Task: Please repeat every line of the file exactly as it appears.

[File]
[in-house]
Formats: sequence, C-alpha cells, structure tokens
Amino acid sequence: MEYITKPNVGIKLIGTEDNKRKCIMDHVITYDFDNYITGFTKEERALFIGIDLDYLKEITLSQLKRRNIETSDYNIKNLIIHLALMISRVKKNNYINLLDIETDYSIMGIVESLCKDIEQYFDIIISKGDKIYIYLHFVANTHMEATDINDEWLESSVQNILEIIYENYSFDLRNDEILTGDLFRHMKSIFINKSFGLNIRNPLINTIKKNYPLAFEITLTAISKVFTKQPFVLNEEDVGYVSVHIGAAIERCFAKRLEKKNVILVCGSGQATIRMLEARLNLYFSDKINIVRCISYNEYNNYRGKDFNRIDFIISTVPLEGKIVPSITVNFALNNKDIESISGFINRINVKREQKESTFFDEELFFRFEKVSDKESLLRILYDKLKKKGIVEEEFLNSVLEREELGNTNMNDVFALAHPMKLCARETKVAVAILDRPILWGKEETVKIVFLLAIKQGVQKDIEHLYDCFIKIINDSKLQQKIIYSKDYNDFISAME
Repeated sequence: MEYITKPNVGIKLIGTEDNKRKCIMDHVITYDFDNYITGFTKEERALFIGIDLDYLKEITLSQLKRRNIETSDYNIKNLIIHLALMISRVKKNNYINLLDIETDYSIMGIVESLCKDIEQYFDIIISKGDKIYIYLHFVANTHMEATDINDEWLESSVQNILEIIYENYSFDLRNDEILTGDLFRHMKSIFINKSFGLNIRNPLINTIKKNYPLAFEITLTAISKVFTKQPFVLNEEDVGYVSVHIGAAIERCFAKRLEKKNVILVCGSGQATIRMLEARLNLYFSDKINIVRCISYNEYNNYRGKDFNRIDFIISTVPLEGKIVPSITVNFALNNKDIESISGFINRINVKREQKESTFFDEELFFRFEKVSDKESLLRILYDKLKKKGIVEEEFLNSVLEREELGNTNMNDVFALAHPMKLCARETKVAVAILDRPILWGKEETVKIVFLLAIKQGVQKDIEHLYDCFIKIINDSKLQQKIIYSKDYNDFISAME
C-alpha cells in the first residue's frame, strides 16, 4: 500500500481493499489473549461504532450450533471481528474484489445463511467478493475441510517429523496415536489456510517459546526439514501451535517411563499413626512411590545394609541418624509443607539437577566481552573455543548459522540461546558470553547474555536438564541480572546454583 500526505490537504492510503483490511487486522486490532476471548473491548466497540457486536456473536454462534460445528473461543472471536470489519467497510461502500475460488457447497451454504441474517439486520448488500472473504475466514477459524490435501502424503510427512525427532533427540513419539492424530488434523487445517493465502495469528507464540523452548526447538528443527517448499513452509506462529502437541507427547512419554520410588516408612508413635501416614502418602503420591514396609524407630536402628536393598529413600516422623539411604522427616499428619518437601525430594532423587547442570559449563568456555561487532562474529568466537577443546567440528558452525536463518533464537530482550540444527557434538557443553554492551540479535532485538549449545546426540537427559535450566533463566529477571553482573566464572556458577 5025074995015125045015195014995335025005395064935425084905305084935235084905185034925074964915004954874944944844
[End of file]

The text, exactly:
[in-house]
Formats: sequence, C-alpha cells, structure tokens
Amino acid sequence: MEYITKPNVGIKLIGTEDNKRKCIMDHVITYDFDNYITGFTKEERALFIGIDLDYLKEITLSQLKRRNIETSDYNIKNLIIHLALMISRVKKNNYINLLDIETDYSIMGIVESLCKDIEQYFDIIISKGDKIYIYLHFVANTHMEATDINDEWLESSVQNILEIIYENYSFDLRNDEILTGDLFRHMKSIFINKSFGLNIRNPLINTIKKNYPLAFEITLTAISKVFTKQPFVLNEEDVGYVSVHIGAAIERCFAKRLEKKNVILVCGSGQATIRMLEARLNLYFSDKINIVRCISYNEYNNYRGKDFNRIDFIISTVPLEGKIVPSITVNFALNNKDIESISGFINRINVKREQKESTFFDEELFFRFEKVSDKESLLRILYDKLKKKGIVEEEFLNSVLEREELGNTNMNDVFALAHPMKLCARETKVAVAILDRPILWGKEETVKIVFLLAIKQGVQKDIEHLYDCFIKIINDSKLQQKIIYSKDYNDFISAME
Repeated sequence: MEYITKPNVGIKLIGTEDNKRKCIMDHVITYDFDNYITGFTKEERALFIGIDLDYLKEITLSQLKRRNIETSDYNIKNLIIHLALMISRVKKNNYINLLDIETDYSIMGIVESLCKDIEQYFDIIISKGDKIYIYLHFVANTHMEATDINDEWLESSVQNILEIIYENYSFDLRNDEILTGDLFRHMKSIFINKSFGLNIRNPLINTIKKNYPLAFEITLTAISKVFTKQPFVLNEEDVGYVSVHIGAAIERCFAKRLEKKNVILVCGSGQATIRMLEARLNLYFSDKINIVRCISYNEYNNYRGKDFNRIDFIISTVPLEGKIVPSITVNFALNNKDIESISGFINRINVKREQKESTFFDEELFFRFEKVSDKESLLRILYDKLKKKGIVEEEFLNSVLEREELGNTNMNDVFALAHPMKLCARETKVAVAILDRPILWGKEETVKIVFLLAIKQGVQKDIEHLYDCFIKIINDSKLQQKIIYSKDYNDFISAME
C-alpha cells in the first residue's frame, strides 16, 4: 500500500481493499489473549461504532450450533471481528474484489445463511467478493475441510517429523496415536489456510517459546526439514501451535517411563499413626512411590545394609541418624509443607539437577566481552573455543548459522540461546558470553547474555536438564541480572546454583 500526505490537504492510503483490511487486522486490532476471548473491548466497540457486536456473536454462534460445528473461543472471536470489519467497510461502500475460488457447497451454504441474517439486520448488500472473504475466514477459524490435501502424503510427512525427532533427540513419539492424530488434523487445517493465502495469528507464540523452548526447538528443527517448499513452509506462529502437541507427547512419554520410588516408612508413635501416614502418602503420591514396609524407630536402628536393598529413600516422623539411604522427616499428619518437601525430594532423587547442570559449563568456555561487532562474529568466537577443546567440528558452525536463518533464537530482550540444527557434538557443553554492551540479535532485538549449545546426540537427559535450566533463566529477571553482573566464572556458577 5025074995015125045015195014995335025005395064935425084905305084935235084905185034925074964915004954874944944844